First and foremost, the International Environmental Agency (IEA) claims that by 2035 a 20 per cent increase will be witnessed in greenhouse gases (primarily CO2) due to the growing use of global fossil fuels. Secondly, 65 percent of global carbon emissions is a result of the activities undertaken by the global energy sector. Thirdly, as is self-evident from the ever-increasing global surface temperatures that are being recorded since the industrial era, a consensus has been reached about its origin and on the carbon (CO2) producing human activities. Fourthly, climate change in its extreme forms is now clearly affecting energy security, for instance, hurricanes like Katrina shutting down 21% of US refining capacity in the Gulf of Mexico and 27% of the US oil production. Thus, a visible impact of climate change can also be witnessed on energy policies, global oil supply security and oil stocks. Subsequently, as an alternative to traditional means, biofuel is being adopted by western nations to cut down CO2 emissions while ensuring energy security. Even though a probable 20% rise (globally) is being expected in the share of biofuels by 2030, increasing natural calamities resulting from climate change, like floods, shifting rainfall patterns and heat waves are undoubtedly making food production vulnerable to damage. Lastly, current energy policies pursued by nations across the globe are insufficient in addressing and limiting the increase in global average temperature to 28 degrees Celsius to which world leaders agreed at Copenhagen in 2009. This has been validated by the estimates presented by the British Royal Society which asserts that an average of four-degree increase will be seen in the global temperatures by 2070.
Clearly, the impact of climate change policies on the energy systems builds an invisible yet consequential link between climate change and energy security. When a country considers fuel switching or demand reduction under the aegis of climate change, a consequent effect is witnessed in the interaction between fuel, technology mix and energy security of a country. Drawing an example from the American outlook, the serviceability of unconventional oil and gas can help its economy in several ways, be it job creation, self-sufficiency in energy or enhancement in new industrial technologies. It would help the US to re-industrialize its energy-intensive units while slowly achieving a balanced approach towards the energy triangle. Besides, discussions that earlier formulated energy security as a policy priority to which climate change policies must contribute, have taken a dramatic shift towards potential economic implications which can arise as a result of anthropogenic climate change and put national and international security at risk. In a report issued in December 2009 by the United Nations Commission for Latin America and the Caribbean, it has been stated that even though the Caribbean and Latin America hold a small share in the global greenhouse gas emissions, the region will be severely hit by its impact. It might experience severe stress on its water supply impacting its hydro-power projects, which could push it back to rely on fossil fuels. Climate stabilization must position itself within a strong energy policy. This conclusion has been reached through two factors: the security implications of perilous climate change and the likely economic cost it carries. Recently, the concept of ‘green economy’ also presents an innovative solution, demanding less sacrifice economically and promising a positive-sum output. This will enable nations to pursue economic development along with environmental protection. From a theoretical narrative, it can be concluded that the assessment of energy security policies ought to be done in relation to its impact on climate change objectives. Therefore, placing the burden on the institutional frameworks which later transform policy objectives into political agendas.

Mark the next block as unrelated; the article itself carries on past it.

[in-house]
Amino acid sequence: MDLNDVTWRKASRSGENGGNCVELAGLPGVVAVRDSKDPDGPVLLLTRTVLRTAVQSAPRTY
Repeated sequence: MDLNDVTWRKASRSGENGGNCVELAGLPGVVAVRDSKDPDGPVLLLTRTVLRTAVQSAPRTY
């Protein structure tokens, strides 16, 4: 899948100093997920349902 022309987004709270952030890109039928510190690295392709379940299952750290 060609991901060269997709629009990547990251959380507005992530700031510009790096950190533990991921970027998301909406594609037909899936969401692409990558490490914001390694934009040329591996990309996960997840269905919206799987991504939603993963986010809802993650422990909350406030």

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The views and opinions expressed in this article are those of the author and do not necessarily reflect the views of The Kootneeti Team